Regional Distribution Disparities of Healthcare Resources in Greece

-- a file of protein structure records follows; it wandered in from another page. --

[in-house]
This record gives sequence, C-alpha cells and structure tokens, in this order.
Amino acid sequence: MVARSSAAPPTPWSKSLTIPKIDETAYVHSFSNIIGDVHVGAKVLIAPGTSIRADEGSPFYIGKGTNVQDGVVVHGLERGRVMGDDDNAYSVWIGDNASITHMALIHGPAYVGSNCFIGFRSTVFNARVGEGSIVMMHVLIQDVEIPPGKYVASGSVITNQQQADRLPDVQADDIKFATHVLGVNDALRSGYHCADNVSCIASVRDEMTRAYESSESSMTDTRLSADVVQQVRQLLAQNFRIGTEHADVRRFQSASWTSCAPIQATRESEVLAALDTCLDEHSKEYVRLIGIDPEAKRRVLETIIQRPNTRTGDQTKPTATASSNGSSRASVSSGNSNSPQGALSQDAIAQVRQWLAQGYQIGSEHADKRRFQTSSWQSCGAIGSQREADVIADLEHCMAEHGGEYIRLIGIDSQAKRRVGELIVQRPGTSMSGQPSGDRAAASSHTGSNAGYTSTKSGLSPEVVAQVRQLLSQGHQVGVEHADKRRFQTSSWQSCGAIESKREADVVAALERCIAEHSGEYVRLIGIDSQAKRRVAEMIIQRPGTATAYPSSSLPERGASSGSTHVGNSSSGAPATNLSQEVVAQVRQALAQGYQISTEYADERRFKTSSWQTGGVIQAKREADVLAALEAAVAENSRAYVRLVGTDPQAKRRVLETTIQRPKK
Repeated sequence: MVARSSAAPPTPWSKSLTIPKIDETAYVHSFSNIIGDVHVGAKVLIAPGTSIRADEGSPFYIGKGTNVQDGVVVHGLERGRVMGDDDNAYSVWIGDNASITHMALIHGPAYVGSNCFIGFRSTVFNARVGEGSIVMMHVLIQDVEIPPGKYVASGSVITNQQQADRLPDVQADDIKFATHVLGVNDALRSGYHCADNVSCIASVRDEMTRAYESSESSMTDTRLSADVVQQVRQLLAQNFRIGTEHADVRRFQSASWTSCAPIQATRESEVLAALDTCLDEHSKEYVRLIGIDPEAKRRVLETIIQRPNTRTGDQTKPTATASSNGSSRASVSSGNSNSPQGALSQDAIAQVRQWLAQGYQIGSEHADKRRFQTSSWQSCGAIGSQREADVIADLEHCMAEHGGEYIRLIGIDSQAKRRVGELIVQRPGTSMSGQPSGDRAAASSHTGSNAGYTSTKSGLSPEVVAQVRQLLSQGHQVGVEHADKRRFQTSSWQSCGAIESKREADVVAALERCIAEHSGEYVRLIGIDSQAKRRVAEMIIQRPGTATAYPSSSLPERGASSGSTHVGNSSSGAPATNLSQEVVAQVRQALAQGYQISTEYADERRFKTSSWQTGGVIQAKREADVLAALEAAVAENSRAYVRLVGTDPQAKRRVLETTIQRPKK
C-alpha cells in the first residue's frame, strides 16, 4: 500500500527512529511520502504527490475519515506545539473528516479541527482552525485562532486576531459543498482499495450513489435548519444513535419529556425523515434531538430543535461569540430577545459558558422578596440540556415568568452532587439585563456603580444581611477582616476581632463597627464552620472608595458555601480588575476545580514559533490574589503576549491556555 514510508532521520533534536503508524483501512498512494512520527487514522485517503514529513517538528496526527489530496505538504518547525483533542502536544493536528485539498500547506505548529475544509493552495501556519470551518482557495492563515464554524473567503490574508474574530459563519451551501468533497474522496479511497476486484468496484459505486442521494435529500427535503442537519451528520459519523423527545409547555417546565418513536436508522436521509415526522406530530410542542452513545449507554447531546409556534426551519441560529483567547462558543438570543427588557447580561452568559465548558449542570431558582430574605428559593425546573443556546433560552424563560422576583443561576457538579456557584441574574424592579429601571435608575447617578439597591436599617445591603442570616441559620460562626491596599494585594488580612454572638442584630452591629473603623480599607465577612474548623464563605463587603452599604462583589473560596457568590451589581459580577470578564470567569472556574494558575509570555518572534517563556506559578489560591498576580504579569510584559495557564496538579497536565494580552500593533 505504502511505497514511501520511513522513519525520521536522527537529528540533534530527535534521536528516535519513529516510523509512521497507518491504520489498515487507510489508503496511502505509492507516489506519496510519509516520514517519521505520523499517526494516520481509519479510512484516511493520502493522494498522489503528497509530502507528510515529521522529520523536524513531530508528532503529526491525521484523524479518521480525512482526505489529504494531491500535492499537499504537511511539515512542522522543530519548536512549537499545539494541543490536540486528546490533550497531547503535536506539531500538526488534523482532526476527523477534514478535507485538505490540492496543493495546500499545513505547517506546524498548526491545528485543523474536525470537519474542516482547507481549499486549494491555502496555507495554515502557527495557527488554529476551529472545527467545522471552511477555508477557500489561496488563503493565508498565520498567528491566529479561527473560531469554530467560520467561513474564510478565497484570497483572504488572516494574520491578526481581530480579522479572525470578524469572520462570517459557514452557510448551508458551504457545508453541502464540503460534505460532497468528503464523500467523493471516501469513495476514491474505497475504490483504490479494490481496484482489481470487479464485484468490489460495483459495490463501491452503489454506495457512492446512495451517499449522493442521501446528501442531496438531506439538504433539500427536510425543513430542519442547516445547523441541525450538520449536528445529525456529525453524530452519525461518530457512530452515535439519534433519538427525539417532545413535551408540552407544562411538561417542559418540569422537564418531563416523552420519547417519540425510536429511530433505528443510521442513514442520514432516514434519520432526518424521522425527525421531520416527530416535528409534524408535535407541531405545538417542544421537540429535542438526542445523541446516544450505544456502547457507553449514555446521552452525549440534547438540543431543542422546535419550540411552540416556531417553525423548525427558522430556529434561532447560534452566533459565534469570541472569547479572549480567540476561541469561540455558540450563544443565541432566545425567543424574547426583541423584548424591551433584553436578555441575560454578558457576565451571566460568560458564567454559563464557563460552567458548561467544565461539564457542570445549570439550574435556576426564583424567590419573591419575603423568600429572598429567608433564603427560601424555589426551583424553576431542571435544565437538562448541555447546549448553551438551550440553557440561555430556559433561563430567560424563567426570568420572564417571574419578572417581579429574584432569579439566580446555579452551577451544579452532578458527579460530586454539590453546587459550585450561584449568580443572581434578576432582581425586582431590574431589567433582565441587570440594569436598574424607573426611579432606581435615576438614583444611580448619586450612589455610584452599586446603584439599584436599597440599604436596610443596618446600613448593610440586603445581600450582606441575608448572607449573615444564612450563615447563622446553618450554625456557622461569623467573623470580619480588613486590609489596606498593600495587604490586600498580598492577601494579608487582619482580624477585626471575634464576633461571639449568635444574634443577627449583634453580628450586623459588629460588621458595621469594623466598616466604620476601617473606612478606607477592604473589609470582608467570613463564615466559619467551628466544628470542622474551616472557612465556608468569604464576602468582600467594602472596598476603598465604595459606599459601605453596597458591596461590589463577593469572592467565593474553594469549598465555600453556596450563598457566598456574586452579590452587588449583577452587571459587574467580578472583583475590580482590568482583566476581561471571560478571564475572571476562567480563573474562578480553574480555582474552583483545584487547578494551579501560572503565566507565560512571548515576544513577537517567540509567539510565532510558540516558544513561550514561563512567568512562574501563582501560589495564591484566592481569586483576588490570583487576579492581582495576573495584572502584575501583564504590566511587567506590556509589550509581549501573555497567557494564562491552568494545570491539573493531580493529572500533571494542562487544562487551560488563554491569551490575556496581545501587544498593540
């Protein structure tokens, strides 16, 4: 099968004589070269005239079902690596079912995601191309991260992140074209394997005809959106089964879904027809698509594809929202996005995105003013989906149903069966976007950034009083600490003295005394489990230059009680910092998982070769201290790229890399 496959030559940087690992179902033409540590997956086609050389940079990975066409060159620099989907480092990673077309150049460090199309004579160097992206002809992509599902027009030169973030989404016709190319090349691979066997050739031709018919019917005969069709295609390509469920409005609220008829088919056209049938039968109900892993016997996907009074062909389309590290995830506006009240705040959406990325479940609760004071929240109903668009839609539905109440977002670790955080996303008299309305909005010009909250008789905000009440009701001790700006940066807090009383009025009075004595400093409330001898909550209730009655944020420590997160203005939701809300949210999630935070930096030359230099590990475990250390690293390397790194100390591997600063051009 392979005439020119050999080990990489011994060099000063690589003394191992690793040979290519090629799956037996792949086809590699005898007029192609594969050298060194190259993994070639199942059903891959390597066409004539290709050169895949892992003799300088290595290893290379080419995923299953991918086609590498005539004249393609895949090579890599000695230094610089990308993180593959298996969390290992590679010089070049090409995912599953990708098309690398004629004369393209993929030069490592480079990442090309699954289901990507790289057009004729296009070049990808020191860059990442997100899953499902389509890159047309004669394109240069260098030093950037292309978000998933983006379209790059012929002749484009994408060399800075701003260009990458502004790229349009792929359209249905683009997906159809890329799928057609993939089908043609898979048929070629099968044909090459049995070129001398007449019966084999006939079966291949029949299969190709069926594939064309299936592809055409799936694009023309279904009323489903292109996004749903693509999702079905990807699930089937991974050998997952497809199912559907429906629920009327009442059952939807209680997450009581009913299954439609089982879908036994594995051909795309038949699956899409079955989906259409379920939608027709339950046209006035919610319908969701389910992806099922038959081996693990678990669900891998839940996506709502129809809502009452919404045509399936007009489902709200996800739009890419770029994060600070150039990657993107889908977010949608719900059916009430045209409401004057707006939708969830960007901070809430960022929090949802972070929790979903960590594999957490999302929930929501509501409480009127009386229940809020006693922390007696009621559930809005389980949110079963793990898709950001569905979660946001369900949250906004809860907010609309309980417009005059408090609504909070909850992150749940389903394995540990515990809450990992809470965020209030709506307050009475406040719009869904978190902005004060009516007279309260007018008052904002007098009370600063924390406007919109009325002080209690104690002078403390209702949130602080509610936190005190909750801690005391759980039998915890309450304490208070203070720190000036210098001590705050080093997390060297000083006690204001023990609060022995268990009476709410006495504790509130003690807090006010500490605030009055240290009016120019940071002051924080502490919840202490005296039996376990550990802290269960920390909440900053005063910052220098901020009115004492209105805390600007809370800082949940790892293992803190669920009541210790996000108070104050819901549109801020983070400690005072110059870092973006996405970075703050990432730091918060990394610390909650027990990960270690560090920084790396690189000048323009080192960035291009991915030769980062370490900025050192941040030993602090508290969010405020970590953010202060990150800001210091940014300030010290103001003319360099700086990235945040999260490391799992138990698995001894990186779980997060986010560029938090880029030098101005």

AbstractHealth is a social good while access to health care is a fundamental human right. Access to or exclusion from urban resources such as health care structures is a key issue for socio-spatial inequality, while their space distribution is associated to infrastructure and health service facilities proximity. This paper investigates issues pertaining to the regional disparities of health resources in Greece. According to the study results an uneven distribution of health infrastructures and health care human resources appears to evolve as a permanent structural feature of the Greek health system. The geomorphologies of the country, coupled with the inadequate policy incentives for health care stuffing, in the period of economic crisis from 2010 are determining factors of the health care system contracting. Inequalities in the distribution of health resources, with a tendency to concentrate on the wider areas of the two metropolitan cities of Athens, the capital, and Thessaloniki, the second largest city, are related to limited access to health care. Data processing and analysis provides evidence depicted in statistical tables and presented via thematic maps produced by the use of Geographical Information System (GIS) application. The scarcity of health resources on the other hand requires prudent management. Regional development policies focusing on spatial planning and proper location of health infrastructures and services promote equal access to health services and social justice.
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